Thursday, June 6, 2019

Esketamine Plus Antidepressant Maintenance Delays Relapse in Refractory Depression, Study Finds


In patients with treatment-resistant depression who responded to intranasal esketamine plus an antidepressant, maintaining that treatment regimen significantly reduced their risk of relapse, according to a study in JAMA Psychiatry

Previous studies have confirmed the short-term antidepressant efficacy of esketamine, which was recently approved by the Food and Drug Administration for treatment-resistant depression. (AJP in Advance in May published a study showing patients with treatment-resistant depression who took esketamine nasal spray plus a new oral antidepressant for 28 days experienced significant symptom improvements over those treated with placebo nasal spray plus a new oral antidepressant.) Still, little is known about the long-term effects of esketamine, according to Ella Daly, M.D., of Janssen Research and Development and colleagues. 

This recent study is part of SUSTAIN-1, a multi-phased, randomized, controlled trial designed to compare 56 mg or 84 mg of esketamine nasal spray plus an antidepressant versus placebo nasal spray plus an antidepressant in patients with treatment-resistant depression. 

Daly and colleagues enrolled 297 adults with depression who had achieved a stable response (n=121) or stable remission (n=176) with esketamine plus an oral antidepressant during the 16-week first phase of SUSTAIN-1. Stable response was defined as a minimum 50% reduction from baseline in the Montgomery-├ůsberg Depression Rating Scale (MADRS) in the last two weeks of initial treatment. Stable remission was defined as a MADRS score of 12 or lower for at least three of the last four weeks of initial treatment.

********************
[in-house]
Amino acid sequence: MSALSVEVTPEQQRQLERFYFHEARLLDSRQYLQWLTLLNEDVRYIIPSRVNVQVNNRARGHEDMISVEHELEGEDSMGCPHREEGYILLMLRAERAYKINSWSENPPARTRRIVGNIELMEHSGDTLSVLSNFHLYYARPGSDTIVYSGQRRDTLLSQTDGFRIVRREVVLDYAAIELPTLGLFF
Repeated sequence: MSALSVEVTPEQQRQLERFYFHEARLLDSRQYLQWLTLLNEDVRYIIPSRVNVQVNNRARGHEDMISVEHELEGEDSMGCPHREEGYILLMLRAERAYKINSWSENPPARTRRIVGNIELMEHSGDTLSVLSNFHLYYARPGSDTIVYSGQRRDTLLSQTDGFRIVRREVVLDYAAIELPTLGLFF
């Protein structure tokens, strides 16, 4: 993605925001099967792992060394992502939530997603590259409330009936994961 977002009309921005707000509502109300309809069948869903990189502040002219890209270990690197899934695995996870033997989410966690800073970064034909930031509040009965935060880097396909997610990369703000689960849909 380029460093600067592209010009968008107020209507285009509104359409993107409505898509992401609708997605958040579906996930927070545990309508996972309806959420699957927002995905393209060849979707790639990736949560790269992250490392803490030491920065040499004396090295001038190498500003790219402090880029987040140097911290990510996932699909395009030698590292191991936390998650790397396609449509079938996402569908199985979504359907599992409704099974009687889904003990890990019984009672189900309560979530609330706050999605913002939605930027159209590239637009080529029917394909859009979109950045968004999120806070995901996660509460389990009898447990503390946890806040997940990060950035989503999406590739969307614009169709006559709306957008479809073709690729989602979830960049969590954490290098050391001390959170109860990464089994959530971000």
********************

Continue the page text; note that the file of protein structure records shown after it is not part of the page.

For the maintenance phase of the study, the participants were randomized to continue esketamine-antidepressant treatment or switched to an antidepressant plus placebo nasal spray. The participants remained in this phase until they had a depression relapse or withdrew from the study. Relapse was defined as a MADRS score of 22 or higher for two consecutive assessments or hospitalization for worsening depression, suicide attempt, suicide prevention or completed suicide, or another clinical event indicating relapse.

“Continued treatment with esketamine and antidepressant significantly delayed relapse compared with treatment with antidepressant and placebo,” Daly and colleagues wrote. Among patients who responded, 25.8% who continued esketamine and 57.6% who received placebo nasal spray experienced depression relapse. Among those who remitted, 26.7% in the esketamine group and 45.3% in the placebo group had a relapse. The authors calculated that esketamine reduced relapse risk by 51% among stable-response patients and by 70% among stable-remission patients. 

The researchers reported no new or unexpected safety findings. 

For related information, see the AJP in Advance article “Efficacy and Safety of Flexibly Dosed Esketamine Nasal Spray Combined With a Newly Initiated Oral Antidepressant in Treatment-Resistant Depression: A Randomized Double-Blind Active-Controlled Study.”

(Image: iStock/asadykov)

Disclaimer

The content of Psychiatric News does not necessarily reflect the views of APA or the editors. Unless so stated, neither Psychiatric News nor APA guarantees, warrants, or endorses information or advertising in this newspaper. Clinical opinions are not peer reviewed and thus should be independently verified.